City to conserve 270 acres in Broken Ground area
East Concord residents won’t have to fight any more development proposals on some of the wooded land on Portsmouth Street and Curtisville Road. The city council voted last night to purchase and conserve about 270 acres.
The city will bond $975,000 from the conservation trust fund to buy the property. The conservation commission will also pay $50,000 from the forestry trust fund, in place of allowing the current owners to hold a one-time timber sale.
Several East Concord residents spoke in favor of the conservation purchase.
“Concord is more than bricks and mortar, it’s green space,” said resident Claudia Rein. “And we need the green space.”
The land, part of Concord’s Broken Ground area, includes woods, steep slopes and wetlands where residents hike, hunt and snowshoe.
Neighbors have long fought development in the Broken Ground area. The 270-acre parcel that the city is now buying was most recently slated to hold a road and 87 homes, known as the Whispering Heights development. The planning board approved the project in 2008, but the property owners did not find a developer to build the homes.
The city’s legal department is negotiating a purchase and sales agreement with the owners of the three parcels of land: Brian and Larry Bollinger and the Links Realty Trust.
Other development proposals have failed in the larger Broken Ground area, including Barry Stem’s plan in the 1980s for 400 homes, a golf course and fitness club, and a 1993 plan to build an office park and conserve the remaining land. Hampton investor William Hoag still owns hundreds of undeveloped acres in the Broken Ground area.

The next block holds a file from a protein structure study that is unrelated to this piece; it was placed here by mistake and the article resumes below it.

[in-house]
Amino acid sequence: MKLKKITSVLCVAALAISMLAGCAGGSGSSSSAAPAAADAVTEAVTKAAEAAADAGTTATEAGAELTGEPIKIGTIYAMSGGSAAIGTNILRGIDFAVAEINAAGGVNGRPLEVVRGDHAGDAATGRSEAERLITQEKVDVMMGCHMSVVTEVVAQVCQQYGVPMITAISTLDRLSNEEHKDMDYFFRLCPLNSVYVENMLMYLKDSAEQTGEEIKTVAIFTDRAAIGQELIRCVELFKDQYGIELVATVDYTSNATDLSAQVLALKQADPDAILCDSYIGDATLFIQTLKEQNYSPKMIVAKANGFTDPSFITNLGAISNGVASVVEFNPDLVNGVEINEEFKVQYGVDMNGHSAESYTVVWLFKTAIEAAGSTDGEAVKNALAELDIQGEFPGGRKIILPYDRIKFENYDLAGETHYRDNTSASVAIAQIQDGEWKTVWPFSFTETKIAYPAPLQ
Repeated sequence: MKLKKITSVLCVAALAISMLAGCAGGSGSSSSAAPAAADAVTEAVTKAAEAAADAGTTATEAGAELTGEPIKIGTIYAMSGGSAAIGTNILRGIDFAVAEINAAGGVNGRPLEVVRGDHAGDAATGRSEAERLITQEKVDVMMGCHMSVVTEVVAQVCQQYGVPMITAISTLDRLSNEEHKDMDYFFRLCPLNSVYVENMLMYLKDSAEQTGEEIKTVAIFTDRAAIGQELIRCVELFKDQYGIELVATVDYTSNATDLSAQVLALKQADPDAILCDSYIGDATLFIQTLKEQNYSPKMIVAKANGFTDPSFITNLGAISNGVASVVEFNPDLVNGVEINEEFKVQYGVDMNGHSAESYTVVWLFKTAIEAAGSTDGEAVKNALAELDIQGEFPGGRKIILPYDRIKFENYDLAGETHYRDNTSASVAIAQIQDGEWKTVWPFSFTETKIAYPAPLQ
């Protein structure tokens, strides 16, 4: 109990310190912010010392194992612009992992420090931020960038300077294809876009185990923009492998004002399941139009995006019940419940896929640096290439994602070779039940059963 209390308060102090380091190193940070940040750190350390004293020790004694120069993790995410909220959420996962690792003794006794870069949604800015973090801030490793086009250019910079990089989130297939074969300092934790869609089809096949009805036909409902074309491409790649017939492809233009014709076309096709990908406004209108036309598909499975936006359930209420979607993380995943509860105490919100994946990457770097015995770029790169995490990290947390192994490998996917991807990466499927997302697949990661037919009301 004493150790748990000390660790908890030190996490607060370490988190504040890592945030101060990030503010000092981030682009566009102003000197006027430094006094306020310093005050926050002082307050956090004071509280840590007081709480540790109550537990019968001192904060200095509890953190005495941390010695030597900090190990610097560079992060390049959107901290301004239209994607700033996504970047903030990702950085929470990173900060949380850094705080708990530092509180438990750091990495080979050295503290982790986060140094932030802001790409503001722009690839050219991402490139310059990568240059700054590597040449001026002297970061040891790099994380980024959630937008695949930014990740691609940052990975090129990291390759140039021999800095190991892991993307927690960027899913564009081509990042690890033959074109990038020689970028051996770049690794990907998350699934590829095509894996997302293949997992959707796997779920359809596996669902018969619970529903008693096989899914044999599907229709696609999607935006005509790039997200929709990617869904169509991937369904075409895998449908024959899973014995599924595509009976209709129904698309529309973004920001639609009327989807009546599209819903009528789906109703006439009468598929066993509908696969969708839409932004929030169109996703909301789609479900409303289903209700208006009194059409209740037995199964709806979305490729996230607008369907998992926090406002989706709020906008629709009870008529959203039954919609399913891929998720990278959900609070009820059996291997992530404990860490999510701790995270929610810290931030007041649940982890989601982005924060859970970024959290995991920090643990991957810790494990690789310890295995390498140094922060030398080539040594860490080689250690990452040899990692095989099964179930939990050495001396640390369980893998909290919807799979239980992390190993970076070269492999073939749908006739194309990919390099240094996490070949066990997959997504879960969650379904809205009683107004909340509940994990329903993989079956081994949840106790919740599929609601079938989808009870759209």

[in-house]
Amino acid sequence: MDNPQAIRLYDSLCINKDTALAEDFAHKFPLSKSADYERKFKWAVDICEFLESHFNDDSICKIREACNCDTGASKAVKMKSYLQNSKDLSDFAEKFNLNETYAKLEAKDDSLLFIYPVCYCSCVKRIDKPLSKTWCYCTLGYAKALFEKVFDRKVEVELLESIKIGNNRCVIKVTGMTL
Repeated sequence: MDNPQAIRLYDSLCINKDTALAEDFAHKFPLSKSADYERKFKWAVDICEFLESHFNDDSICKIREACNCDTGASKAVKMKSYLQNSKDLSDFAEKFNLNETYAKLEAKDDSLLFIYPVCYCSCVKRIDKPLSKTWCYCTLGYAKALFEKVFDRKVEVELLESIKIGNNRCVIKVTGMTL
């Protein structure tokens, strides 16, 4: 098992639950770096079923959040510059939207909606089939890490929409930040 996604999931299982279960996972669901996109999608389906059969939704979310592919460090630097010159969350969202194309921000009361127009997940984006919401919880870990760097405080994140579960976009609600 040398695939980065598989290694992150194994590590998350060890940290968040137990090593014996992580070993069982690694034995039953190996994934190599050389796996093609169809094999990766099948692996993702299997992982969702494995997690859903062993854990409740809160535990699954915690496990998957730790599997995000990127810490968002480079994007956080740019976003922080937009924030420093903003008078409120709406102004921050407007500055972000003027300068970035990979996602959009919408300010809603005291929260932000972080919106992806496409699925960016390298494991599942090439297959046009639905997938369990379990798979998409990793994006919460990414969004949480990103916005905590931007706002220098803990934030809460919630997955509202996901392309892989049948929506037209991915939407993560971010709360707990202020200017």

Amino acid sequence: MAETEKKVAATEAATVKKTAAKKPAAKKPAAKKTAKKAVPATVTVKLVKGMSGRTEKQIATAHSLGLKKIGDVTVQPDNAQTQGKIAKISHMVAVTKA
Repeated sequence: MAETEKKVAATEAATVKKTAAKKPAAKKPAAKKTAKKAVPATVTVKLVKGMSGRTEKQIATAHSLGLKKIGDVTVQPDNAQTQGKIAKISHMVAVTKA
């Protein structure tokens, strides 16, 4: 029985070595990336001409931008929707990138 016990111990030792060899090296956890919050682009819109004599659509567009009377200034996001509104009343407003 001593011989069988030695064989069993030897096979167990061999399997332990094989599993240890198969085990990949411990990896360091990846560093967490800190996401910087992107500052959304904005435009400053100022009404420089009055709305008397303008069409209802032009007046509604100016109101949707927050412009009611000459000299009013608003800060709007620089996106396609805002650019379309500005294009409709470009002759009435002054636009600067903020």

Underground on S. Main
Utilities will be buried on South Main Street during the renovation of Main Street.
The city council voted last night to bond $2.5 million from the Sears Block Tax Increment Finance District to pay for the utility project.
Utilities will be moved underground between the Capital Commons building and the Capitol Center for the Arts.
Board members of the Capitol Center for the Arts urged the council last month to extend the underground utilities through their site. That extension would add about $1.5 million to the project cost, said City Manager Tom Aspell.
Also during the Main Street project, Aspell will have the authority to change parking regulations. The council voted last night to give him that ability during construction, which will begin next month.
The Concord Municipal Airport is one step closer to having a new taxiway. The council last night appropriated $1.2 million for the first phase of the project.
The federal government will cover 90 percent of the
costs, with the state and city governments each contributing 5 percent. The project
will create a taxiway parallel
to an existing taxiway –
a feature required by
Federal Aviation Administration regulations.
Also last night, the council appropriated nearly $79,000 for new lights and mounts to make the airport’s localizer comply with safety regulations. The federal government will also cover 90 percent of that amount.